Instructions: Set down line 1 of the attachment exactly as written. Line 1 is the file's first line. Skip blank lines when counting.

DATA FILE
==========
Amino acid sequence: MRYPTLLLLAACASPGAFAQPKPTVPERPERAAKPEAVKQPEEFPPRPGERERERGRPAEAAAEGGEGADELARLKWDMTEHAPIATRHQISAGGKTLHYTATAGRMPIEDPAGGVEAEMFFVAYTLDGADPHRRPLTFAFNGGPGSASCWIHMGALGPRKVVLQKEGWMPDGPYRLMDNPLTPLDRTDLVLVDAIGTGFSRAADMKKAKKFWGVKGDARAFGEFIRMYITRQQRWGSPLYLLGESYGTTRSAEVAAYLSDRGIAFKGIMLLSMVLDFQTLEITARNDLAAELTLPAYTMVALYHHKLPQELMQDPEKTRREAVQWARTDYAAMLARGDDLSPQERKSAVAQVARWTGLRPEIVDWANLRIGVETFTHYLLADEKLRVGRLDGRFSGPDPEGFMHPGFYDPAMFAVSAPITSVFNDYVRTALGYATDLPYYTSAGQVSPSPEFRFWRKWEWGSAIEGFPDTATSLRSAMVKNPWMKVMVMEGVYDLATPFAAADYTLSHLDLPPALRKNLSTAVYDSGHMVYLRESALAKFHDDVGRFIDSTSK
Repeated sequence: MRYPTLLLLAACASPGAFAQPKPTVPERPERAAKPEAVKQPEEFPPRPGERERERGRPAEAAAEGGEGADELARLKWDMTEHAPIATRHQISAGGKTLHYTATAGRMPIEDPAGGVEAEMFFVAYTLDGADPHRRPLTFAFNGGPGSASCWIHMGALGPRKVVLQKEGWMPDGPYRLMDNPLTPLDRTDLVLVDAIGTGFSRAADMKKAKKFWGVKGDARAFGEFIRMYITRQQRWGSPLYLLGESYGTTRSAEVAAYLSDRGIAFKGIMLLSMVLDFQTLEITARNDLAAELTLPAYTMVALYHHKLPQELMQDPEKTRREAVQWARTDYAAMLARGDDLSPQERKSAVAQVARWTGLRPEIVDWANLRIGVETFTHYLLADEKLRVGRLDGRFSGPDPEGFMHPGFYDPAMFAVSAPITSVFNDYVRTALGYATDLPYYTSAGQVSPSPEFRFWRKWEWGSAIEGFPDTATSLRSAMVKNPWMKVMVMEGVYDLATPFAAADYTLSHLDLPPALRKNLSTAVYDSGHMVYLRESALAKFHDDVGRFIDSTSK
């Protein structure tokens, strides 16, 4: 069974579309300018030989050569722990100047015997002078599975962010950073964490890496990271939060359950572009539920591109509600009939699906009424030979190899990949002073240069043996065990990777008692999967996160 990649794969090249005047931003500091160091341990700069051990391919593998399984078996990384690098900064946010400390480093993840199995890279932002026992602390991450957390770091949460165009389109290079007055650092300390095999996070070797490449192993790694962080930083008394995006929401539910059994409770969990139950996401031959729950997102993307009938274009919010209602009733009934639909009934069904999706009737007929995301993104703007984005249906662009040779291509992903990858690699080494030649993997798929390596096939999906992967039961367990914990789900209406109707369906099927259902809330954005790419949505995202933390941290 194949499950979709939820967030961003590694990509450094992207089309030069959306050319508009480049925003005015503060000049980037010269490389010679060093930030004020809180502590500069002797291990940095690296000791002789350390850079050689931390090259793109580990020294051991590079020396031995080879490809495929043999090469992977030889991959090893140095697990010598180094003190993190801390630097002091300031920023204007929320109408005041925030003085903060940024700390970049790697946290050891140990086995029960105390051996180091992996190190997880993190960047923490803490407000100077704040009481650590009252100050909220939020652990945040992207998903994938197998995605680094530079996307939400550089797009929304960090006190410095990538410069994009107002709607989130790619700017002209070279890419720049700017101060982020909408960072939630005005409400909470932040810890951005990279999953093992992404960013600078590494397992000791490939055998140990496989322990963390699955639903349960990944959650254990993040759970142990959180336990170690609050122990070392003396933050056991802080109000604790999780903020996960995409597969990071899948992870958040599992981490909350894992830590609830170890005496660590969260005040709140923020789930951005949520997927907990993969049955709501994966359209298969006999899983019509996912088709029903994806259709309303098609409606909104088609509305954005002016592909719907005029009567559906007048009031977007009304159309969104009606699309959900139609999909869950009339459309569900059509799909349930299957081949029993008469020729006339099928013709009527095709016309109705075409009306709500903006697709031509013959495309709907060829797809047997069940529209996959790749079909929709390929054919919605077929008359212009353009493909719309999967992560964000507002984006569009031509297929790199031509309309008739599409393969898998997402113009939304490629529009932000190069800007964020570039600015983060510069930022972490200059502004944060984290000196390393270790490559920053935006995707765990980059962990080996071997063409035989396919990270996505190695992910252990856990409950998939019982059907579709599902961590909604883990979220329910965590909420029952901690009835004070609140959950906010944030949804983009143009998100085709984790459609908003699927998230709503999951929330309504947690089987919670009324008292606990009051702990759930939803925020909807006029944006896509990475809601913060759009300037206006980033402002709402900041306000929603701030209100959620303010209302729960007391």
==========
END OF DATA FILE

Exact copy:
Amino acid sequence: MRYPTLLLLAACASPGAFAQPKPTVPERPERAAKPEAVKQPEEFPPRPGERERERGRPAEAAAEGGEGADELARLKWDMTEHAPIATRHQISAGGKTLHYTATAGRMPIEDPAGGVEAEMFFVAYTLDGADPHRRPLTFAFNGGPGSASCWIHMGALGPRKVVLQKEGWMPDGPYRLMDNPLTPLDRTDLVLVDAIGTGFSRAADMKKAKKFWGVKGDARAFGEFIRMYITRQQRWGSPLYLLGESYGTTRSAEVAAYLSDRGIAFKGIMLLSMVLDFQTLEITARNDLAAELTLPAYTMVALYHHKLPQELMQDPEKTRREAVQWARTDYAAMLARGDDLSPQERKSAVAQVARWTGLRPEIVDWANLRIGVETFTHYLLADEKLRVGRLDGRFSGPDPEGFMHPGFYDPAMFAVSAPITSVFNDYVRTALGYATDLPYYTSAGQVSPSPEFRFWRKWEWGSAIEGFPDTATSLRSAMVKNPWMKVMVMEGVYDLATPFAAADYTLSHLDLPPALRKNLSTAVYDSGHMVYLRESALAKFHDDVGRFIDSTSK